Ah man. That’s pretty much sums up my first three days in Taiwan. It’s been quite the experience and the more time I spend here the more excited I get about being here. The first full day (Wednesday for me) I went to the Chinese Medical University and got bombarded with Chinese, Taiyu (native dialect of Taiwan) and Chinese Medicine. I finalized my schedule for my internship and was shown around the hospital. That was the first day of a three part hospital observation period called “can guan” [I’d write it in Chinese but for some reason my computer is having issues with me trying to type in it]. That first day I felt like crawling into a corner. I spoke Chinese at the pace of a snail and I couldn’t get my point across. There were also a lot of medical terms that I’ve never heard before. I found out EVERYONE here speaks at least a little bit of English. Especially people who’ve made it to become a doctor…their English is really good. So once people found out I’m from America and once they’ve heard how well I speak Chinese…they talk to me in English. Mighty embarrassing I should say.

My head started hurting from trying to process all the Chinese that was thrown at me and I was exhausted when it hit 4pm. After leaving the hospital, I went on a little adventure trying to find notebooks and such because I decided not to pack those. I ended up at a large department store which was more like a mall stuffed into a big building. Eventually I needed to go to be bathroom and when I found it I got excited because they were individual cylindrical stalls with Coca-Cola advertising them. That’s awesome! I thought…until I opened the stall and found myself looking at a hole in the ground. It was a toilet. The squatting kind. Never have I regretted not paying attention in class more. I forget which class it was but the teacher showed us a slide in passing on how to use the toilets in China as a joke and I thought to myself “I’ll read it later.” I’m just proud that I didn’t fall over or leave the bathroom with wet pants. I tried looking for instructions but all they had on the wall was a picture of the toilet and some thingymajig with eyes and hair that had big red “X” over it. I couldn’t figure out what it meant. Did it mean don’t put your children in the hole in the floor or did it mean you shouldn’t do number 2 in that type of toilet? The thingymajig was brown, but it definitely had eyes and hair. This is the problem with making everything cute. You can’t tell what it’s supposed to be.

After that little adventure, I proceeded to get lost using the public transit here. Taichung is like Chinatown but far more crowded and far more confusing. There are shops everywhere and their signs are all on top of each other. There are no distinct marks for crosswalks, for parking, and for bus stops. I’m going to upload photos soon for you guys to see what I’m talking about. Most everyone rides a motorcycle (more like a scooter type thing) and no strict attention is paid to the traffic lights. It can get pretty dangerous here because the rule seems to be: If the streets are clear, it’s a green light. Sidewalks are nonexistent and so it’s always an adventure walking anywhere.

The second day I got lost maybe half a dozen times. From the bus stop it only takes about 5 minutes to get to where I’m staying but it took me 30-45 minutes to find the right way to go. It happened to be around 7pm and rush hour so the amount of motorcyclists grew to twice the normal amount and it was dark which made everything more confusing.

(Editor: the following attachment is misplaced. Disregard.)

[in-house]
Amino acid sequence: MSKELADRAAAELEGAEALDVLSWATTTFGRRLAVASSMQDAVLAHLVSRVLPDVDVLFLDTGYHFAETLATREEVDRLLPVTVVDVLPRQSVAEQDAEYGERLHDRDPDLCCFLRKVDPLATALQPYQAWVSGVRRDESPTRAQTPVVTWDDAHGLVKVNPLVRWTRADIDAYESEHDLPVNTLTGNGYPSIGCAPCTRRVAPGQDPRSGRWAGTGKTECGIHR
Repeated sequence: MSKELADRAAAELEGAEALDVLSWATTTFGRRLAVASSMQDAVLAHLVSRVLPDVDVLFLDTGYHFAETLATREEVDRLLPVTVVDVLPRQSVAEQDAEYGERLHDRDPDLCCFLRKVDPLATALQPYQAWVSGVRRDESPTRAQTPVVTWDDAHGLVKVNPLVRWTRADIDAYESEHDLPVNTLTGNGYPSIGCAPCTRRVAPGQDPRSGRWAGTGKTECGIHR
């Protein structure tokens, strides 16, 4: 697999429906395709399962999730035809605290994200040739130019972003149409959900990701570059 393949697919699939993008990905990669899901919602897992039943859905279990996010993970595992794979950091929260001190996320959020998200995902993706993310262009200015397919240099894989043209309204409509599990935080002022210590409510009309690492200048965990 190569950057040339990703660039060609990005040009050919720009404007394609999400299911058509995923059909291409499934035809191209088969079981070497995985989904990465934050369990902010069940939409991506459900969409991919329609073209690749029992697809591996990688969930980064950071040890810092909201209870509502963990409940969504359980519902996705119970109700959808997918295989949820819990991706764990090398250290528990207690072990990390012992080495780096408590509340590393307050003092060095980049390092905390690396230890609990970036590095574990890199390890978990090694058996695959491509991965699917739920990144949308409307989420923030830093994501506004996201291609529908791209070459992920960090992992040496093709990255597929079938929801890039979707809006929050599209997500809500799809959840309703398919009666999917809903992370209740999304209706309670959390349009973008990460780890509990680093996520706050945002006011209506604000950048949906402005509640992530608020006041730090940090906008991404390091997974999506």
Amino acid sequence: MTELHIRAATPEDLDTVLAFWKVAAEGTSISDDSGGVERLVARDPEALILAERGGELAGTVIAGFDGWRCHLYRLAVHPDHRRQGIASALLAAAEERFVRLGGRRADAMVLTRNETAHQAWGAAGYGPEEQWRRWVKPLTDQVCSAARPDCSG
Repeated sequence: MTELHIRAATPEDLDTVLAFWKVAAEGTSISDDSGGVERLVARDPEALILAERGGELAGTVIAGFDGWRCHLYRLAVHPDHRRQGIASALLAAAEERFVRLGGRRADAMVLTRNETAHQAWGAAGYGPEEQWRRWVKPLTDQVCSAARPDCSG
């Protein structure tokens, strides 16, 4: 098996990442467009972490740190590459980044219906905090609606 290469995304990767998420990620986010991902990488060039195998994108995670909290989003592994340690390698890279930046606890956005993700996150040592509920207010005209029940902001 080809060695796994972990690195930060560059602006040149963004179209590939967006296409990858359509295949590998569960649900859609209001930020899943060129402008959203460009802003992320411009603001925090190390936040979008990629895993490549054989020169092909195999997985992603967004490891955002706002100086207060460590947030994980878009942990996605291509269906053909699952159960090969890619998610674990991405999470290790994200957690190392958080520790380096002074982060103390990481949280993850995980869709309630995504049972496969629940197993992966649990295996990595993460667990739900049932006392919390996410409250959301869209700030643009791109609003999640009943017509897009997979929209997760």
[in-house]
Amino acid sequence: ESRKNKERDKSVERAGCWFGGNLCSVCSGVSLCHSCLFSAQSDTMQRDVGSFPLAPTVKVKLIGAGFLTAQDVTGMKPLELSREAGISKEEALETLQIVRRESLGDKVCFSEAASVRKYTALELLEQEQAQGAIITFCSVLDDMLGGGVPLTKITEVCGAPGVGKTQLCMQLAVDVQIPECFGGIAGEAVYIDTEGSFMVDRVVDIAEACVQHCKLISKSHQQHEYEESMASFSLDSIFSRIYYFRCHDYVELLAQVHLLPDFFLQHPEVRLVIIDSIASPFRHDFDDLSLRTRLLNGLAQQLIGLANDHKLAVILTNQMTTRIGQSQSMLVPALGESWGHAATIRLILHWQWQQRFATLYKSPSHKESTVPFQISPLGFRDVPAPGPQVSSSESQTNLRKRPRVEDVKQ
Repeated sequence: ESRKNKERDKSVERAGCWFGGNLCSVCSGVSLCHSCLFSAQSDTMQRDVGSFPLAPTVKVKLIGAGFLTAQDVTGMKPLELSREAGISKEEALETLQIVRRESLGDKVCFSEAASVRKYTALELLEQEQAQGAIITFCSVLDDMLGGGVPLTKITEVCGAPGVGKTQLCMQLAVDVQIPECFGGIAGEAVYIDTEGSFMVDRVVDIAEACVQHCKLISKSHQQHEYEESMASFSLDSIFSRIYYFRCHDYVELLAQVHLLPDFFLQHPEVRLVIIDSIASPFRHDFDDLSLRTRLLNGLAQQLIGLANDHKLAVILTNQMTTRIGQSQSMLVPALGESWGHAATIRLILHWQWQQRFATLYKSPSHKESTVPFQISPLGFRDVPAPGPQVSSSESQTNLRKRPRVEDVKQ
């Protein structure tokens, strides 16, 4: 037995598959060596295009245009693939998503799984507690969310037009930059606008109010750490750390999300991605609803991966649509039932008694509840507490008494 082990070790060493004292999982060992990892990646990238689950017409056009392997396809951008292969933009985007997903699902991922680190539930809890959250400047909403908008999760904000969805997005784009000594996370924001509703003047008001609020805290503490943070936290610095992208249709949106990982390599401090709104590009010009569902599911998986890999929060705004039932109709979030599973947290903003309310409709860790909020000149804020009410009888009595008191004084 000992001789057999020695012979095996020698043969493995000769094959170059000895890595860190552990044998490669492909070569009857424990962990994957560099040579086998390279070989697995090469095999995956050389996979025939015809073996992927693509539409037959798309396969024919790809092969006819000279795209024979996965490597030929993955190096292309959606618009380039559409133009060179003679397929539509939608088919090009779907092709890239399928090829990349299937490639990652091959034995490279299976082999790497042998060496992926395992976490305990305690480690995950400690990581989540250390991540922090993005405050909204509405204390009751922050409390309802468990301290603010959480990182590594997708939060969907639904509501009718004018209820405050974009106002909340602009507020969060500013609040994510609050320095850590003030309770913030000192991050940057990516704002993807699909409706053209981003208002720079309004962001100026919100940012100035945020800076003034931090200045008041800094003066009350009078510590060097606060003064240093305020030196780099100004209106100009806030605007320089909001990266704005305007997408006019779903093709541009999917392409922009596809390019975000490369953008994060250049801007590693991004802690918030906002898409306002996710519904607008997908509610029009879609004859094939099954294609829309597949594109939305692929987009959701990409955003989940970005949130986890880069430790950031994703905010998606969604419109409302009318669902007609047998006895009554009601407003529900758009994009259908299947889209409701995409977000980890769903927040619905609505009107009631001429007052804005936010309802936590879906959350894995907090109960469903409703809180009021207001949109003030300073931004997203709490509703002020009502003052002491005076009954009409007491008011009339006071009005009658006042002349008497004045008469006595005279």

There are 7-Elevens all over the place. No, they don’t sell slurpees. They call the store “Seven” without the eleven and you can buy the bus card from there. The bus is free as long as where ever you’re going is within 8km. Further than 8 km, you pay per km like a taxi. Although, there’s nothing preventing you from getting off before the 8 km and then getting on again. If you have time, that is.

The people on the motorcycles are all very interesting. Because it is such a common thing here in Taiwan you see grandmas, grandpas, mothers, businessmen, and of course young adults.

Friday morning, I tried to go out and buy my own food. I went up to a random shop and asked what they had. The lady looked at me and pointed at the menu on the wall and said “It’s all here… take a look. Just choose one.”Pause. “Oh. I’ll just buy this sandwich here then.” I guess I look the part enough for people to assume I know Chinese. Not even just that though. Taiyu is so common here and everyone knows it, so people have come up to me randomly and rattle off stuff in Taiyu and I kind of just smile and nod. The science museum just started a new exhibition on the aborigine tribes in Taiwan. I was only able to see a couple of them and I forgot my camera. But I plan to go back. To wrap up my week, I went to the famed Night Market which was as crazy as it was described to me. I’ll leave details and pictures to another time. Taiwan is pretty sweet so far and everyone is really nice. There has been so much I’ve experienced already… it’s hard to get it all down.

Tomorrow (Sunday) my plans are to go to the CMU TCM International Symposium and Monday I start TCM classes and my rotations at the Herbal Pharmacy.

Stay tuned for more Taiwan Craziness!

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Posted by on December 18, 2011 in Uncategorized


Taiwan Rage!

Taiwan Rage!

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Posted by on December 12, 2011 in Uncategorized